In the world of allergy and asthma, vitamin D is now a hot topic. Many allergy specialists are wondering whether vitamin D might be used to help control asthma symptoms. Our attention has turned to vitamin D because of mounting circumstantial evidence that links vitamin D insufficiency with poor asthma control. The International Study of Asthma and Allergies in Childhood (ISAAC) begun in 1991 first noted a possible link between asthma and vitamin D insufficiency in Westernized countries like Ireland, England, Australia, the United States, and New Zealand which have the highest prevalence of asthma. Most citizens in these countries spend the majority of their days indoors and so are commonly vitamin D insufficient, as they don’t spend enough time outside in the sun, which promotes vitamin D production in the skin. In fact, we obtain 80% of our vitamin D from our skin and ingest only a small portion from vitamin D-rich foods like cod liver oil, salmon, cereal, milk, etc. Indeed, vitamin D insufficiency, defined as a blood level less than 30, is rampant in these countries, even in the sun-soaked Australia. One study reports that 48% of the US pediatric population is vitamin D insufficient. But just because lots of Westernized countries have lots of asthma and vitamin D insufficient patients doesn’t mean the two are related.
Furthering the conspiracy theory that vitamin D might play a role in asthma, African Americans and obese patients are more commonly vitamin D insufficient . . . and both groups are also more likely to have asthma. And now we’re learning that vitamin D doesn’t just help control our blood calcium levels, which help keep our bones strong and prevent disease like ricketts. We are beginning to understand that vitamin D does more than just help our intestines and kidneys absorb calcium. Vitamin D receptors have also been found in the lung and in several immune cell lines like B-cells, T-cells, and dendritic cells. What might vitamin D do in our immune system or . . . in our lungs?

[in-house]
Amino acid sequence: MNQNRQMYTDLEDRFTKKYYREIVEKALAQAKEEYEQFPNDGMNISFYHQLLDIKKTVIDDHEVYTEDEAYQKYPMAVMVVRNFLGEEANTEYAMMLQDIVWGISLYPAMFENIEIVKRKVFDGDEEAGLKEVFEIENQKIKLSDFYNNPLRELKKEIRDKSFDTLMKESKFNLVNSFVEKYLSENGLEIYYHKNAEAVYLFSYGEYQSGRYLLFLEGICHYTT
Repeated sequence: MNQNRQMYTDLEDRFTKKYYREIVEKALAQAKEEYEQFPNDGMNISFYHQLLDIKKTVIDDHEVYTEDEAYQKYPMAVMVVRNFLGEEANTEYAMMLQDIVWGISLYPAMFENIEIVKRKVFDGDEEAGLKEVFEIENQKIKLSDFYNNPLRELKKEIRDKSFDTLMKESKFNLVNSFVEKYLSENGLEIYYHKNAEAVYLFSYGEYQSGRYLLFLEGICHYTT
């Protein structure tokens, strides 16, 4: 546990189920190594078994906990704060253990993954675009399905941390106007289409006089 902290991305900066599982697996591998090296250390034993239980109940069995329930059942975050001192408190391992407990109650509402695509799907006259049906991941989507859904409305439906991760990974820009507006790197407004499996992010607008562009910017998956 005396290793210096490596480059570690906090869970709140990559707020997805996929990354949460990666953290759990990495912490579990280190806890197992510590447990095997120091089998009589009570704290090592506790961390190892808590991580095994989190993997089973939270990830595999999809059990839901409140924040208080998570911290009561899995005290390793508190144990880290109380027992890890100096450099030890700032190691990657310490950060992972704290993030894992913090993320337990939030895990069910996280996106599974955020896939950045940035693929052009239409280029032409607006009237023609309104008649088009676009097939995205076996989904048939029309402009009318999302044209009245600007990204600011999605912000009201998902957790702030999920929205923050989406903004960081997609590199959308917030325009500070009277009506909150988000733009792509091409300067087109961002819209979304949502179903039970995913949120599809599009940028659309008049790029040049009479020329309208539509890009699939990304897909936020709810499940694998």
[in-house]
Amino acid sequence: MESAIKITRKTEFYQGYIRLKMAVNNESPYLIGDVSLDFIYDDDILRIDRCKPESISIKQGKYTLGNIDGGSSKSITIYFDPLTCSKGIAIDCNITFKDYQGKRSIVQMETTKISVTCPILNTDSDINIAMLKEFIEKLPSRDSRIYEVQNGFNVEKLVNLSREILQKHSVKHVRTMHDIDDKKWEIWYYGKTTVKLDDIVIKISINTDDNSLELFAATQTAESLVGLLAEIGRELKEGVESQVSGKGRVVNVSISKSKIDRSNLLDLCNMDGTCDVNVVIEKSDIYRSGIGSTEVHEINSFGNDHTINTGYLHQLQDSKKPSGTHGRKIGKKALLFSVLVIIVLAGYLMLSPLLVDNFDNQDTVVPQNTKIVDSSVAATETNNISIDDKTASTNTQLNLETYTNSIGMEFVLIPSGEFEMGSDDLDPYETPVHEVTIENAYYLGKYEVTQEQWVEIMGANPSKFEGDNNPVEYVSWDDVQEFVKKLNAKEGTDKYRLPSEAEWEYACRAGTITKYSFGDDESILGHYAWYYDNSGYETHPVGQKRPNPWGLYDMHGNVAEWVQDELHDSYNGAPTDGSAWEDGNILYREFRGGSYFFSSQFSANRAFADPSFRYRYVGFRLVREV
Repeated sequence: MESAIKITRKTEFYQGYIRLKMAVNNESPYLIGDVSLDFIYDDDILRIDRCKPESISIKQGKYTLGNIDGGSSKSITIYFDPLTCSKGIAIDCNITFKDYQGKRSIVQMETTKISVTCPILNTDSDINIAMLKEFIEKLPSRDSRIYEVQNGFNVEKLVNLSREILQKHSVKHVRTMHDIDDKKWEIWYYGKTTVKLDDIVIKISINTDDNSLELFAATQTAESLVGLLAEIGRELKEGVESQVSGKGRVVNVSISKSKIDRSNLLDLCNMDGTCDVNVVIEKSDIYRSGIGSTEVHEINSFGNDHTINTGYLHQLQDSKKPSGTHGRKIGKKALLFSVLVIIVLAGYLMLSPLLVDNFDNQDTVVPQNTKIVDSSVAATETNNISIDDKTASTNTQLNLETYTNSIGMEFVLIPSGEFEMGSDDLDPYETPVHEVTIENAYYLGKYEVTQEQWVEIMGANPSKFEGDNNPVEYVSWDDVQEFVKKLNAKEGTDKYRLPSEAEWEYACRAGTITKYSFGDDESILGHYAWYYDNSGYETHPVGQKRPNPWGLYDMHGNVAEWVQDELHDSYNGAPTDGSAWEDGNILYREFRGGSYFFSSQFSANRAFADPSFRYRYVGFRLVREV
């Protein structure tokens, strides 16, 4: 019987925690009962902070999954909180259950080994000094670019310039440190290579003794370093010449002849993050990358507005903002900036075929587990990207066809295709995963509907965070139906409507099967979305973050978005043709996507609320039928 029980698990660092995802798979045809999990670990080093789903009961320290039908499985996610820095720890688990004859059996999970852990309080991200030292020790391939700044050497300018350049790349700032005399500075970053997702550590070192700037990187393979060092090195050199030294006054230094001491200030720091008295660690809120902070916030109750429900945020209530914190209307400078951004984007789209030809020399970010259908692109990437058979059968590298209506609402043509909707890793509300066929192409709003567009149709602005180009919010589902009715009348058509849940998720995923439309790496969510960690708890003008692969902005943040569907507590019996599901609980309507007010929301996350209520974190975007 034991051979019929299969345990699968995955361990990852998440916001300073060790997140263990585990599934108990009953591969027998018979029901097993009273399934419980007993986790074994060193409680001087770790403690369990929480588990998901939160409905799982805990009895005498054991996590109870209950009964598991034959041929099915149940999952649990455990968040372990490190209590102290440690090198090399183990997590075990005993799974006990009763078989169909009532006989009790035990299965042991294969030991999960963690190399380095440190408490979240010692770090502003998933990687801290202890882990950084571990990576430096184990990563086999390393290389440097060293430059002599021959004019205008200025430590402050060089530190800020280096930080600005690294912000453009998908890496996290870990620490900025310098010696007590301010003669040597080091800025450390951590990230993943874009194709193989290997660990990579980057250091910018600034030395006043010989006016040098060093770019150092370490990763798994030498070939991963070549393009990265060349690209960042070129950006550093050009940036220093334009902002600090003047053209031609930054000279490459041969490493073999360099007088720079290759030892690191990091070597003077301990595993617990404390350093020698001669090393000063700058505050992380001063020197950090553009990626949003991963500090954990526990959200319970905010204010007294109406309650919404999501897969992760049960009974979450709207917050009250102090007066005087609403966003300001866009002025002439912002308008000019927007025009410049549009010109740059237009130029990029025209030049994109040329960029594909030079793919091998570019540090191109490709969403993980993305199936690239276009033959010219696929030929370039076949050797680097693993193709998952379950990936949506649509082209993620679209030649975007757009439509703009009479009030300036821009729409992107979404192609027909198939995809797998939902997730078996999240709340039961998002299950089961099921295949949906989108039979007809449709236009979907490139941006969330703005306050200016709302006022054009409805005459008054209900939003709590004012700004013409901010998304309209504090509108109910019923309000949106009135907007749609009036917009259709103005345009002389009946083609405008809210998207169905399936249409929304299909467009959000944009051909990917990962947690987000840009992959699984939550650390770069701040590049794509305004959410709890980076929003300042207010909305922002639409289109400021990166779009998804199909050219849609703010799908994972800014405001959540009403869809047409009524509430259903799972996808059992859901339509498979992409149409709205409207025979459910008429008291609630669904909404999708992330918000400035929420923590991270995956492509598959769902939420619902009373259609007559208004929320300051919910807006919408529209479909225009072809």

One study in pregnant women revealed that vitamin D supplementation reduced the chance their future babies would develop asthma by as much as 40%. The study had been prompted by the view that vitamin D might play a role in the development of the immune system and lungs in utero. This significant finding has not been reliably reproduced however in subsequent studies.
At this point we don’t fully understand how vitamin D might function in our lungs or immune system, but we do think that vitamin D increases production of another type of immune cell called T regulatory cells or Tregs. These cells tamp down immune responses. So we might imagine that a lack of vitamin D and a resultant lack of Tregs might let the immune system run amok, as we see in various autoimmune diseases like diabetes or multiple sclerosis or inflammatory bowel disease or asthma . . .all of which have been associated with vitamin D insufficiency. Again, these associations haven’t been proved to be causal at this point, but the vitamin D story certainly is tantalizing. What more obvious explanation for the increased asthma prevalence in African American patients when compared to Caucasians than color of the skin and its ability to make vitamin D.
In the lung, vitamin D has been shown to increase production of proteins that help fight infections. This might explain why asthma patients experience more severe lung symptoms when they acquire common, upper respiratory, viral infections. A re-analysis of a landmark asthma study called the Childhood Asthma Management Program study (CAMP), indeed supports this view that vitamin D insufficient patients are more likely to experience severe, life-threatening asthma exacerbations. A more rigorous, randomized, controlled study evaluating the effect of supplementing asthma patients with vitamin D has not yet been done so we don’t yet have our definitive answer regarding vitamin D’s effect on asthma. Maybe sicker asthma patients spend more time indoors and so, by force, have lower vitamin D levels and all of the above is just coincidence. We’ll find out soon enough.